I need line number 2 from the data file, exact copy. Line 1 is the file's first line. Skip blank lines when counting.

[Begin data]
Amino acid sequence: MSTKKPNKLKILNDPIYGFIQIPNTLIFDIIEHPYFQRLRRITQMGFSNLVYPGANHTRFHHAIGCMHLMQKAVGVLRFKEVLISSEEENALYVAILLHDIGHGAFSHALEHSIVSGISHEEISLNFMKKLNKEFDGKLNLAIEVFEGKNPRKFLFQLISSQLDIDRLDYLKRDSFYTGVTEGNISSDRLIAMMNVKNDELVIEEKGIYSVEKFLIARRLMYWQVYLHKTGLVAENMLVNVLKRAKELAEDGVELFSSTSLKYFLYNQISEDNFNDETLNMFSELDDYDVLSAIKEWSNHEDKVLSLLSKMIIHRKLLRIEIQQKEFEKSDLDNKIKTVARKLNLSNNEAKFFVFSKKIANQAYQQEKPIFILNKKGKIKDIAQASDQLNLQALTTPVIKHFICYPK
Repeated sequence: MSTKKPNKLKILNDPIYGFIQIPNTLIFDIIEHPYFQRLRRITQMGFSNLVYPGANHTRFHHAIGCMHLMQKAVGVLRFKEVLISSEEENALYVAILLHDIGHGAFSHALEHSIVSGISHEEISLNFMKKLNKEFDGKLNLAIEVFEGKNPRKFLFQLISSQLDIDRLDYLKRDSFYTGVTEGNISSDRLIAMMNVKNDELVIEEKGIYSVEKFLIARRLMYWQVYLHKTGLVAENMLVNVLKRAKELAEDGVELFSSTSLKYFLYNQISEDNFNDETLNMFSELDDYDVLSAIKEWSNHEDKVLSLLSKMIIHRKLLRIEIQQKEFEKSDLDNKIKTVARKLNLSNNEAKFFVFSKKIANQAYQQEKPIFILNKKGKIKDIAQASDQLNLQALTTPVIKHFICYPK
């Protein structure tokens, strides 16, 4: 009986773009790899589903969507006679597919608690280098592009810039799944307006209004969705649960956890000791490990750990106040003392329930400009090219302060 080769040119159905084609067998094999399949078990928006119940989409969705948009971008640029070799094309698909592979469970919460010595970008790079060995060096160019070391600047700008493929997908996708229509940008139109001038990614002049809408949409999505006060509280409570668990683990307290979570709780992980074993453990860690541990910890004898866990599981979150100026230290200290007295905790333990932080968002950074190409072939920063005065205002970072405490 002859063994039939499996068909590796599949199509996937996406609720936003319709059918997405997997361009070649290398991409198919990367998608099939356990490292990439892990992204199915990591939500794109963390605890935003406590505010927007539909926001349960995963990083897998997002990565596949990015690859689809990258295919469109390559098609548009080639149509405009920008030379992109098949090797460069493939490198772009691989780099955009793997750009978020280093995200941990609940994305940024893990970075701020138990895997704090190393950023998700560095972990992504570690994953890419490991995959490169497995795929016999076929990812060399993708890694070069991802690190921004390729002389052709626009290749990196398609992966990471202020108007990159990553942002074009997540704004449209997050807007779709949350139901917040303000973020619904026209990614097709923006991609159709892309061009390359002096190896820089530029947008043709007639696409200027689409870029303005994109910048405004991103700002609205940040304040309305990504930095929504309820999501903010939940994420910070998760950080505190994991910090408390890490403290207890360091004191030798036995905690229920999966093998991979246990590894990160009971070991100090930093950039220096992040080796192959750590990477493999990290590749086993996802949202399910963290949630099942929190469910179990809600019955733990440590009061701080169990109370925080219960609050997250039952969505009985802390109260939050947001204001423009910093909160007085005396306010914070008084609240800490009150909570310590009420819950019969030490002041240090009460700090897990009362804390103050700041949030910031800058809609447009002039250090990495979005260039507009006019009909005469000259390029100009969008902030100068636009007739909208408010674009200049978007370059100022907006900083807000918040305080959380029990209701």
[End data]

Repeated sequence: MSTKKPNKLKILNDPIYGFIQIPNTLIFDIIEHPYFQRLRRITQMGFSNLVYPGANHTRFHHAIGCMHLMQKAVGVLRFKEVLISSEEENALYVAILLHDIGHGAFSHALEHSIVSGISHEEISLNFMKKLNKEFDGKLNLAIEVFEGKNPRKFLFQLISSQLDIDRLDYLKRDSFYTGVTEGNISSDRLIAMMNVKNDELVIEEKGIYSVEKFLIARRLMYWQVYLHKTGLVAENMLVNVLKRAKELAEDGVELFSSTSLKYFLYNQISEDNFNDETLNMFSELDDYDVLSAIKEWSNHEDKVLSLLSKMIIHRKLLRIEIQQKEFEKSDLDNKIKTVARKLNLSNNEAKFFVFSKKIANQAYQQEKPIFILNKKGKIKDIAQASDQLNLQALTTPVIKHFICYPK